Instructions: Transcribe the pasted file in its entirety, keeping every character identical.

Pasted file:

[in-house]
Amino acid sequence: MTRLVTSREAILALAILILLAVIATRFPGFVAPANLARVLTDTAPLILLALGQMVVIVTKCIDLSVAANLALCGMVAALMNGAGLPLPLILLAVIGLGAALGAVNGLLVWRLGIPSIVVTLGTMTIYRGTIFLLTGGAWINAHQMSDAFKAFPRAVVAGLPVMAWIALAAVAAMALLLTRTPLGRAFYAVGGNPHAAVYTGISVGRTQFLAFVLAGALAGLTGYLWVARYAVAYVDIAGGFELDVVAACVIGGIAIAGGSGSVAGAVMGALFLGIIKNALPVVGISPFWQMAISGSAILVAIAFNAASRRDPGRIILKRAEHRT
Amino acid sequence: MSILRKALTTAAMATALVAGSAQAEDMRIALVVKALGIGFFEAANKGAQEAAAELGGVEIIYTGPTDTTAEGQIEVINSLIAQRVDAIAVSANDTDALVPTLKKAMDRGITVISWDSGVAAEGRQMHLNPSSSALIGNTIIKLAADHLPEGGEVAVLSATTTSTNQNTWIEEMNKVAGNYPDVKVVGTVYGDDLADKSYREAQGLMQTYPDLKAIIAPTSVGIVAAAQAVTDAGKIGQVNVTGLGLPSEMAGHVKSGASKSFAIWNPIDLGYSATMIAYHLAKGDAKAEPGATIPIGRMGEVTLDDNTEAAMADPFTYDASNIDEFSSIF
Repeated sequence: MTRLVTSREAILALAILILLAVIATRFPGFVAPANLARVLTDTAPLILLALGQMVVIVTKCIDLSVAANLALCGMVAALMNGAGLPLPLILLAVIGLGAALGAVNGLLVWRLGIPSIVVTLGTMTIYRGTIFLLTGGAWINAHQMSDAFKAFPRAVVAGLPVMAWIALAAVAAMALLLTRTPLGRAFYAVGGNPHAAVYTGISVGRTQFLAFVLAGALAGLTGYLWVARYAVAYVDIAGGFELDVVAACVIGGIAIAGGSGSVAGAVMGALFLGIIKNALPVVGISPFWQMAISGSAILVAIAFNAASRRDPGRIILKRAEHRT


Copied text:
[in-house]
Amino acid sequence: MTRLVTSREAILALAILILLAVIATRFPGFVAPANLARVLTDTAPLILLALGQMVVIVTKCIDLSVAANLALCGMVAALMNGAGLPLPLILLAVIGLGAALGAVNGLLVWRLGIPSIVVTLGTMTIYRGTIFLLTGGAWINAHQMSDAFKAFPRAVVAGLPVMAWIALAAVAAMALLLTRTPLGRAFYAVGGNPHAAVYTGISVGRTQFLAFVLAGALAGLTGYLWVARYAVAYVDIAGGFELDVVAACVIGGIAIAGGSGSVAGAVMGALFLGIIKNALPVVGISPFWQMAISGSAILVAIAFNAASRRDPGRIILKRAEHRT
Amino acid sequence: MSILRKALTTAAMATALVAGSAQAEDMRIALVVKALGIGFFEAANKGAQEAAAELGGVEIIYTGPTDTTAEGQIEVINSLIAQRVDAIAVSANDTDALVPTLKKAMDRGITVISWDSGVAAEGRQMHLNPSSSALIGNTIIKLAADHLPEGGEVAVLSATTTSTNQNTWIEEMNKVAGNYPDVKVVGTVYGDDLADKSYREAQGLMQTYPDLKAIIAPTSVGIVAAAQAVTDAGKIGQVNVTGLGLPSEMAGHVKSGASKSFAIWNPIDLGYSATMIAYHLAKGDAKAEPGATIPIGRMGEVTLDDNTEAAMADPFTYDASNIDEFSSIF
Repeated sequence: MTRLVTSREAILALAILILLAVIATRFPGFVAPANLARVLTDTAPLILLALGQMVVIVTKCIDLSVAANLALCGMVAALMNGAGLPLPLILLAVIGLGAALGAVNGLLVWRLGIPSIVVTLGTMTIYRGTIFLLTGGAWINAHQMSDAFKAFPRAVVAGLPVMAWIALAAVAAMALLLTRTPLGRAFYAVGGNPHAAVYTGISVGRTQFLAFVLAGALAGLTGYLWVARYAVAYVDIAGGFELDVVAACVIGGIAIAGGSGSVAGAVMGALFLGIIKNALPVVGISPFWQMAISGSAILVAIAFNAASRRDPGRIILKRAEHRT